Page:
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Paypal, Credit Cards and Government Censorship by Proxy?

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As you all know, I am an independent author. It is my way of trying to make a living in a slow jobs market that shows no sign of ever getting any better as the powers that be continue to exercise the policies that brought about the financial disaster in the first place. I work hard to produce written content that people will want to read. I work hard to produce value in the story telling field, as well as working to express my feelings of how a free society should act. I work hard on my own even though I am most days not paid a penny, even though there is no guarantee I will ever see one dime from my hard work. If nothing else, I do try. Something has happened recently that threatens even this most modest means of trying to earn a living.

Paypal has decided to threaten the platform I use to publish my works. They have threatened to close the account held by if smashwords does not pull all book titles dealing with bestiality, rape or incest. While I understand that these topics can be disturbing to some, I also understand that nobody is forced to read such topics. While I understand that this is meant to target erotica books written specifically about these topics, I also understand that sometimes these topics come up in the context of different types of books not about those specific topics.

While I know that authors like myself are not yet targeted, I support free speech and abhor censorship of any type. I also understand that this is a foot in the door. Once these people are censored, it won't be long before political ideas such as freedom become targets by the power elite. While I support the free market and a company's right to not do business with certain people for certain reasons, I don't think we have a free market. According to paypal, they are censoring due to pressures from credit card companies. Credit card companies are heavily regulated by government. Indeed, if you ask me, credit card companies are sleeping with government, they are an integral part of the elite corporate structure that rules our lives. This to me seems to be government censorship by proxy.

I don't think it's appropriate for me to say more. My opinion on this mess is very biased, as you can imagine. My anger is seething. Instead of saying anything more, I thought it best to reproduce in part Mark Coker's latest email. He explains the situation much better than I can and offers some very good ideas on how to deal with this situation at the end. These ideas adhere to my stance on remaining peaceful and help to relay to the powers that be that censorship should not tolerated. In my opinion, censorship is more obscene than any sexual deviancy that could ever be described in a work of fiction. Below is Mark Coker's email that deals with paypal:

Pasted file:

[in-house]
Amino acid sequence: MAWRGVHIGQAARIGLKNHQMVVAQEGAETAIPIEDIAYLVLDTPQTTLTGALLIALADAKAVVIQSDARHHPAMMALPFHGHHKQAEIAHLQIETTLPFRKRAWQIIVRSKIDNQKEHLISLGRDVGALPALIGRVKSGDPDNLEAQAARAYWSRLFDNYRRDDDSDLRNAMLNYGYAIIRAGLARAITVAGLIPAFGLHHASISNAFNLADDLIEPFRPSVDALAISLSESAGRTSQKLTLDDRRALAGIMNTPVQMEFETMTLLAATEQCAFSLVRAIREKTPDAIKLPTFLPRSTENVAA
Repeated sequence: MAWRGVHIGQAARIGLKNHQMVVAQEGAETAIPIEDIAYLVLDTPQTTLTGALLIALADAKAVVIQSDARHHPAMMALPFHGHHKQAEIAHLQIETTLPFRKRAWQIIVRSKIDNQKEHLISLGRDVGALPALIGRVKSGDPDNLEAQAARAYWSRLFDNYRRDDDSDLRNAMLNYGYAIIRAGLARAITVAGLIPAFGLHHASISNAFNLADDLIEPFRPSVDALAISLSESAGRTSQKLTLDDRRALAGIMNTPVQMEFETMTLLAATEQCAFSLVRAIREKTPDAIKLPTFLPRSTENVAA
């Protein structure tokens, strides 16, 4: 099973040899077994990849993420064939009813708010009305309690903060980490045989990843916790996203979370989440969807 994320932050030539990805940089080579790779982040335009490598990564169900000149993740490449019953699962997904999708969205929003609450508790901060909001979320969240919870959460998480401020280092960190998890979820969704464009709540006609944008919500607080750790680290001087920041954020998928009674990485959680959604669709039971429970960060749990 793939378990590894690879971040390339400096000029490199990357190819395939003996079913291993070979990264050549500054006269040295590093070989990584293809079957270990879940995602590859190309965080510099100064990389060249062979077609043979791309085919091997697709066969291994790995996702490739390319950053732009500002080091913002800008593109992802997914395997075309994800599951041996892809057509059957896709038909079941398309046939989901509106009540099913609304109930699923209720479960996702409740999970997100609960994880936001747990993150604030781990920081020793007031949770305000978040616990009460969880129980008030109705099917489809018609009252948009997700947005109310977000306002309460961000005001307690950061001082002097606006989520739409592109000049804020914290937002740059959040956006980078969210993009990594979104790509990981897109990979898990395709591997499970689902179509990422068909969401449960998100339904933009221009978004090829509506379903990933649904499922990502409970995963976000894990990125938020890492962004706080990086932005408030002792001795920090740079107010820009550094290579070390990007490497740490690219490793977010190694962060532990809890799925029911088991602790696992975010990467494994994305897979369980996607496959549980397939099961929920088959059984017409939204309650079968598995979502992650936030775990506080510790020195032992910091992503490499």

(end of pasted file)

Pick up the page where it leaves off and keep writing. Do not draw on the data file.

In case you haven't heard, about two weeks ago, PayPal contacted Smashwords and
gave us a surprise ultimatum: Remove all titles containing bestiality, rape
or incest, otherwise they threatened to deactivate our PayPal account. We engaged
them in discussions and on Monday they gave us a temporary reprieve as we continue
to work in good faith to find a suitable solution.

PayPal tells us that their crackdown is necessary so that they can remain in
compliance with the requirements of the banks and credit card associations (likely
Visa, MasterCard, Discover, American Express, though they didn't mention them
by name).

Last Friday, I sent the following email to our erotica authors and publishers: Then on Monday, I issued an update,
and announced we would delay enforcement of PayPal's guidelines so we and PayPal
could continue our discussions:


PayPal is asking us to censor legal fiction. Regardless of how one views topics
of rape, bestiality and incest, these topics are pervasive in mainstream fiction.
We believe this crackdown is really targeting erotica writers. This is unfair,
and it marks a slippery slope. We don't want credit card companies or financial
institutions telling our authors what they can write and what readers can read.
Fiction is fantasy. It's not real. It's legal.


There's no easy solution. Legally, PayPal and the credit card companies probably
have the right to decide how their services are used. Unfortunately, since they're
the moneyrunners, they control the oxygen that feeds digital commerce.

Many Smashwords authors have suggested we find a different payment processor.
That's not a good long term solution, because if credit card companies are behind
this, they'll eventually force crackdowns elsewhere. PayPal works well for us.
In addition to running all credit card processing at the store,
PayPal is how we pay all our authors outside the U.S. My conversations with
PayPal are ongoing and have been productive, yet I have no illusion that the
road ahead will be simple, or that the outcome will be favorable.


Independent advocacy groups are considering taking on the PayPal censorship case.
I'm supporting the development of this loose-knit coalition of like-minded groups
who believe that censorship of legal fiction should not be allowed. We will grow
the coalition. Each group will have its own voice and tactics I'm working with
them because we share a common cause to protect books from censorship. Earlier
today I had conversations with the Electronic Frontier Foundation (EFF), The
American Booksellers Foundation for Free Expression (ABFFE) and the National
Coalition Against Censorship (NCAC). I briefed them on the Smashwords/PayPal
situation, explained the adverse affect this crackdown will have on some of our